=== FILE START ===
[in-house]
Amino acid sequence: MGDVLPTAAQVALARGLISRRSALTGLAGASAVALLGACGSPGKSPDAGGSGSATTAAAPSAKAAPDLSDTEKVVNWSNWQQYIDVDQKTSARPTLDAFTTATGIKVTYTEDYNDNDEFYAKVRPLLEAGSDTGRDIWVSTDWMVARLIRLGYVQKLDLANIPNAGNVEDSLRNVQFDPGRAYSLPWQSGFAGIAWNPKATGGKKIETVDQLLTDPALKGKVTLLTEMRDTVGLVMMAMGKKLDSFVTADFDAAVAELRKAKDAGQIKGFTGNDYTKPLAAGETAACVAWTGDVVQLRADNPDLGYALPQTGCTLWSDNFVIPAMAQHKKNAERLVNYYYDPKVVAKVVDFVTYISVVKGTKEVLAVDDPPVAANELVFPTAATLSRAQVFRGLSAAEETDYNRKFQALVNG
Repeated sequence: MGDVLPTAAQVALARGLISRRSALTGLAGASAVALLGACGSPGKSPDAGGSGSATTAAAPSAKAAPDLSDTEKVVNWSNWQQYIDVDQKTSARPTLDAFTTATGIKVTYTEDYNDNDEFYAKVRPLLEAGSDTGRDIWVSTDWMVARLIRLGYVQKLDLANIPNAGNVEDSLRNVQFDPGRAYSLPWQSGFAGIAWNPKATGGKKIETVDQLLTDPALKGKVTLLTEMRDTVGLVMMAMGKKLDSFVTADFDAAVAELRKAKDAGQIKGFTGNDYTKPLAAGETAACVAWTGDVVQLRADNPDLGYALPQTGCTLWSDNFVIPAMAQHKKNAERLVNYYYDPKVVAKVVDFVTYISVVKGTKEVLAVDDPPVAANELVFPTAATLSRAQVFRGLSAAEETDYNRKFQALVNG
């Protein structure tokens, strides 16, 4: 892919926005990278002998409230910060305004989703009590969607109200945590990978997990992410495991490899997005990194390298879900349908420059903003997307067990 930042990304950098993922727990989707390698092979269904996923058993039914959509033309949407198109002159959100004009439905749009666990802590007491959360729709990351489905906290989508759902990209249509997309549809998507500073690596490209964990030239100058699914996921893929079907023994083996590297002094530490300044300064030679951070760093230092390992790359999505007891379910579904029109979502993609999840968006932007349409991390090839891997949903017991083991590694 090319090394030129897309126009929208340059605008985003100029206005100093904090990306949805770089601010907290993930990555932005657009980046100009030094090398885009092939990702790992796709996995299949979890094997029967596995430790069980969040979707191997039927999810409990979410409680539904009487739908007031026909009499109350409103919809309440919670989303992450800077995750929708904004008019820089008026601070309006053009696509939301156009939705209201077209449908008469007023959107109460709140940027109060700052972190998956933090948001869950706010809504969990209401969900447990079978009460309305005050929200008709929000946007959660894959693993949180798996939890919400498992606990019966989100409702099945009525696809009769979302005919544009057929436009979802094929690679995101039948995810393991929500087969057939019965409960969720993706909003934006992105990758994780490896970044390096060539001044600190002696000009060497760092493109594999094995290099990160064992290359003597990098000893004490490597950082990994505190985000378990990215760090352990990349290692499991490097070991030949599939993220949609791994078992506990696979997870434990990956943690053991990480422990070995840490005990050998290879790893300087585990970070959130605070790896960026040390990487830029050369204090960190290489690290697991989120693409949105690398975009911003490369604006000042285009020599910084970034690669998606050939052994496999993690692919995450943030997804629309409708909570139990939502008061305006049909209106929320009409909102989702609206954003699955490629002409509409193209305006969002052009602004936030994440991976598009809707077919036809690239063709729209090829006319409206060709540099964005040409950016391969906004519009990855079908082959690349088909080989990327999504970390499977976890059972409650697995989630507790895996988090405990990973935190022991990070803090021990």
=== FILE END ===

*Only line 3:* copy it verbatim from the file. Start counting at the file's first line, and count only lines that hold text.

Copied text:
Repeated sequence: MGDVLPTAAQVALARGLISRRSALTGLAGASAVALLGACGSPGKSPDAGGSGSATTAAAPSAKAAPDLSDTEKVVNWSNWQQYIDVDQKTSARPTLDAFTTATGIKVTYTEDYNDNDEFYAKVRPLLEAGSDTGRDIWVSTDWMVARLIRLGYVQKLDLANIPNAGNVEDSLRNVQFDPGRAYSLPWQSGFAGIAWNPKATGGKKIETVDQLLTDPALKGKVTLLTEMRDTVGLVMMAMGKKLDSFVTADFDAAVAELRKAKDAGQIKGFTGNDYTKPLAAGETAACVAWTGDVVQLRADNPDLGYALPQTGCTLWSDNFVIPAMAQHKKNAERLVNYYYDPKVVAKVVDFVTYISVVKGTKEVLAVDDPPVAANELVFPTAATLSRAQVFRGLSAAEETDYNRKFQALVNG